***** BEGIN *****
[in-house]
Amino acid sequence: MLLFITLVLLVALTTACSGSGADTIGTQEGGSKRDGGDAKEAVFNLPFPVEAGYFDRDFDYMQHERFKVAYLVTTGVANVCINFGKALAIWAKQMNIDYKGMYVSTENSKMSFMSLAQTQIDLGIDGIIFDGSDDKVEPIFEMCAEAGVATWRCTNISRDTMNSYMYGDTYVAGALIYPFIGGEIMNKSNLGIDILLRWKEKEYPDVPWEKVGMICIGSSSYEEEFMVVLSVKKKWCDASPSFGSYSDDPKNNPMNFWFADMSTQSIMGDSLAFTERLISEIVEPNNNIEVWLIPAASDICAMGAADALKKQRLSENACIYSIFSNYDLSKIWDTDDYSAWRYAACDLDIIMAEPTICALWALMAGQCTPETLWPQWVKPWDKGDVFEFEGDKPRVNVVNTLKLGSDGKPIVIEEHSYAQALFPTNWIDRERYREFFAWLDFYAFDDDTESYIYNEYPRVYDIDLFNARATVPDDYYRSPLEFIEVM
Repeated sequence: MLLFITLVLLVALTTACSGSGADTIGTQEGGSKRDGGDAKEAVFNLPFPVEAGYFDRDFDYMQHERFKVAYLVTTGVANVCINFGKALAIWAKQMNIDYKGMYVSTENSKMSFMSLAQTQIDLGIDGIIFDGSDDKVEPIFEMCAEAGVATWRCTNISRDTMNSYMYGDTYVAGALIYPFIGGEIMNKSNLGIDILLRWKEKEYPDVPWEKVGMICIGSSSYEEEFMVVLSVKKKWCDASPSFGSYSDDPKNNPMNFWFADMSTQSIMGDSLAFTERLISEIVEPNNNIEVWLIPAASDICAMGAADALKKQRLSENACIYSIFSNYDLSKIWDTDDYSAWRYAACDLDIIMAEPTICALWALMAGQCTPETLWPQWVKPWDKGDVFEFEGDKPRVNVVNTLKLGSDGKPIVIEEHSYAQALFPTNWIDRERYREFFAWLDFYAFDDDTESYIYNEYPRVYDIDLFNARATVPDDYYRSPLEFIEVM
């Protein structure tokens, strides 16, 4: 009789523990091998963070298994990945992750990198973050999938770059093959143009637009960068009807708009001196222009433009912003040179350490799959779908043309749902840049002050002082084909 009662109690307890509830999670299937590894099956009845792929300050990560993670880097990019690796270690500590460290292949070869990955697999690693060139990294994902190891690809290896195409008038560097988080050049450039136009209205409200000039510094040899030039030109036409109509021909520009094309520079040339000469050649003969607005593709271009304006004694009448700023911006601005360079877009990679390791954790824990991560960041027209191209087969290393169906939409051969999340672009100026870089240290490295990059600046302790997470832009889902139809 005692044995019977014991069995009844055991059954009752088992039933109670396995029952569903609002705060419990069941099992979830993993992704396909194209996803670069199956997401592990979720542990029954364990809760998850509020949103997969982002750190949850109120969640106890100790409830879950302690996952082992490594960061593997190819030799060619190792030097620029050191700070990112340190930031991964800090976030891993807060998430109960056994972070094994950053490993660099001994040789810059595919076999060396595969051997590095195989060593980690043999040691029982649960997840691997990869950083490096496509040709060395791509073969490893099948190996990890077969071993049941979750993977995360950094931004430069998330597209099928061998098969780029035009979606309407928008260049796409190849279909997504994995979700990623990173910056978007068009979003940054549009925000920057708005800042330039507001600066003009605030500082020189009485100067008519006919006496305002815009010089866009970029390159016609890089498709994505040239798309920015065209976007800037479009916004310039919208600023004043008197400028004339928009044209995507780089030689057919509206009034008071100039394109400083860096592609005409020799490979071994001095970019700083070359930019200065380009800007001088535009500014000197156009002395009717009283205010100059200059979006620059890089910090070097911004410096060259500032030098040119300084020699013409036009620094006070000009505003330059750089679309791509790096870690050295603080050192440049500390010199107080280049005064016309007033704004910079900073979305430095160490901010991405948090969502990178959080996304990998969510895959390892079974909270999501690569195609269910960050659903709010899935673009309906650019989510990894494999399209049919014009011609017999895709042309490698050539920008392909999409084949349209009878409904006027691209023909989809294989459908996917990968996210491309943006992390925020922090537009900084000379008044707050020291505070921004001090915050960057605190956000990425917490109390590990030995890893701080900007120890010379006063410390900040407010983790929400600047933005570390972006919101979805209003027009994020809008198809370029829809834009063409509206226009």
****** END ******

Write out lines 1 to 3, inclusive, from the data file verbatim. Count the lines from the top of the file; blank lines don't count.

[in-house]
Amino acid sequence: MLLFITLVLLVALTTACSGSGADTIGTQEGGSKRDGGDAKEAVFNLPFPVEAGYFDRDFDYMQHERFKVAYLVTTGVANVCINFGKALAIWAKQMNIDYKGMYVSTENSKMSFMSLAQTQIDLGIDGIIFDGSDDKVEPIFEMCAEAGVATWRCTNISRDTMNSYMYGDTYVAGALIYPFIGGEIMNKSNLGIDILLRWKEKEYPDVPWEKVGMICIGSSSYEEEFMVVLSVKKKWCDASPSFGSYSDDPKNNPMNFWFADMSTQSIMGDSLAFTERLISEIVEPNNNIEVWLIPAASDICAMGAADALKKQRLSENACIYSIFSNYDLSKIWDTDDYSAWRYAACDLDIIMAEPTICALWALMAGQCTPETLWPQWVKPWDKGDVFEFEGDKPRVNVVNTLKLGSDGKPIVIEEHSYAQALFPTNWIDRERYREFFAWLDFYAFDDDTESYIYNEYPRVYDIDLFNARATVPDDYYRSPLEFIEVM
Repeated sequence: MLLFITLVLLVALTTACSGSGADTIGTQEGGSKRDGGDAKEAVFNLPFPVEAGYFDRDFDYMQHERFKVAYLVTTGVANVCINFGKALAIWAKQMNIDYKGMYVSTENSKMSFMSLAQTQIDLGIDGIIFDGSDDKVEPIFEMCAEAGVATWRCTNISRDTMNSYMYGDTYVAGALIYPFIGGEIMNKSNLGIDILLRWKEKEYPDVPWEKVGMICIGSSSYEEEFMVVLSVKKKWCDASPSFGSYSDDPKNNPMNFWFADMSTQSIMGDSLAFTERLISEIVEPNNNIEVWLIPAASDICAMGAADALKKQRLSENACIYSIFSNYDLSKIWDTDDYSAWRYAACDLDIIMAEPTICALWALMAGQCTPETLWPQWVKPWDKGDVFEFEGDKPRVNVVNTLKLGSDGKPIVIEEHSYAQALFPTNWIDRERYREFFAWLDFYAFDDDTESYIYNEYPRVYDIDLFNARATVPDDYYRSPLEFIEVM